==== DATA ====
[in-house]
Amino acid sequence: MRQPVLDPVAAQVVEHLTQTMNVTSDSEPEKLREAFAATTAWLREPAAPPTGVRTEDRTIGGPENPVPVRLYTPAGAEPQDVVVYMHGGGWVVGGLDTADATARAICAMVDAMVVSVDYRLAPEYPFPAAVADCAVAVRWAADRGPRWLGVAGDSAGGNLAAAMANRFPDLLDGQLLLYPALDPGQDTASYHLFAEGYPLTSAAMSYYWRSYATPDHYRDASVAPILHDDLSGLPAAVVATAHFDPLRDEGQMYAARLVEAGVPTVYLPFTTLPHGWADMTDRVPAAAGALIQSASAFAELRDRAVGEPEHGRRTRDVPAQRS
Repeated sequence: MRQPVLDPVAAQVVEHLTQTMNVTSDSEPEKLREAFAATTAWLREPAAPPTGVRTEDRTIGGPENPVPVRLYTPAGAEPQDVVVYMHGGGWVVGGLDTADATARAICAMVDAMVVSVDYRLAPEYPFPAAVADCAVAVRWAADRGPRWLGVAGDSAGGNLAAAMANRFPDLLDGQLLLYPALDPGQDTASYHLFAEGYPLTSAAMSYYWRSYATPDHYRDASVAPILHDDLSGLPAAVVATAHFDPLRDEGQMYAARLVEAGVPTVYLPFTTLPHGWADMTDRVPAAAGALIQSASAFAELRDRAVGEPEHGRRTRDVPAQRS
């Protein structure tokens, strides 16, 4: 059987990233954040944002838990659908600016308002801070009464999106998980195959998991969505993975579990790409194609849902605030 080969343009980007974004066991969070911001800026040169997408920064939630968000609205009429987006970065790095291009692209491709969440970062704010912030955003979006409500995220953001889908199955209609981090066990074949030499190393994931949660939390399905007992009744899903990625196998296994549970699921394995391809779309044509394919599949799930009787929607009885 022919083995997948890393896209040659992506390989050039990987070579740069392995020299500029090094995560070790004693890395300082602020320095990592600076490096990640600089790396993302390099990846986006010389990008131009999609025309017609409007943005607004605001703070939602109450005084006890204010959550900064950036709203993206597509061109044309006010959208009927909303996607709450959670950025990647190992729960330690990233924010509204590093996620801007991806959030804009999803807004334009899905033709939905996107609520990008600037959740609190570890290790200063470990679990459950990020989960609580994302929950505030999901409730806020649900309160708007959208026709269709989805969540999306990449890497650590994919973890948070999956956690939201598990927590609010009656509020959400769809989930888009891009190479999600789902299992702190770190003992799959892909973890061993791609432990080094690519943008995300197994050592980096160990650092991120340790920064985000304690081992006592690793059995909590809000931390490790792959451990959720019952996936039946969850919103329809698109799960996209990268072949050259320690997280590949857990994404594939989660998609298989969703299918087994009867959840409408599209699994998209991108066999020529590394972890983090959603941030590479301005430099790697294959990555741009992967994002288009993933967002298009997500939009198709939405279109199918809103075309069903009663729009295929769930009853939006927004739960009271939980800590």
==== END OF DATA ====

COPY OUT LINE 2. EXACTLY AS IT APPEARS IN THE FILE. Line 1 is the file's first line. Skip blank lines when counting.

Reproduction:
Amino acid sequence: MRQPVLDPVAAQVVEHLTQTMNVTSDSEPEKLREAFAATTAWLREPAAPPTGVRTEDRTIGGPENPVPVRLYTPAGAEPQDVVVYMHGGGWVVGGLDTADATARAICAMVDAMVVSVDYRLAPEYPFPAAVADCAVAVRWAADRGPRWLGVAGDSAGGNLAAAMANRFPDLLDGQLLLYPALDPGQDTASYHLFAEGYPLTSAAMSYYWRSYATPDHYRDASVAPILHDDLSGLPAAVVATAHFDPLRDEGQMYAARLVEAGVPTVYLPFTTLPHGWADMTDRVPAAAGALIQSASAFAELRDRAVGEPEHGRRTRDVPAQRS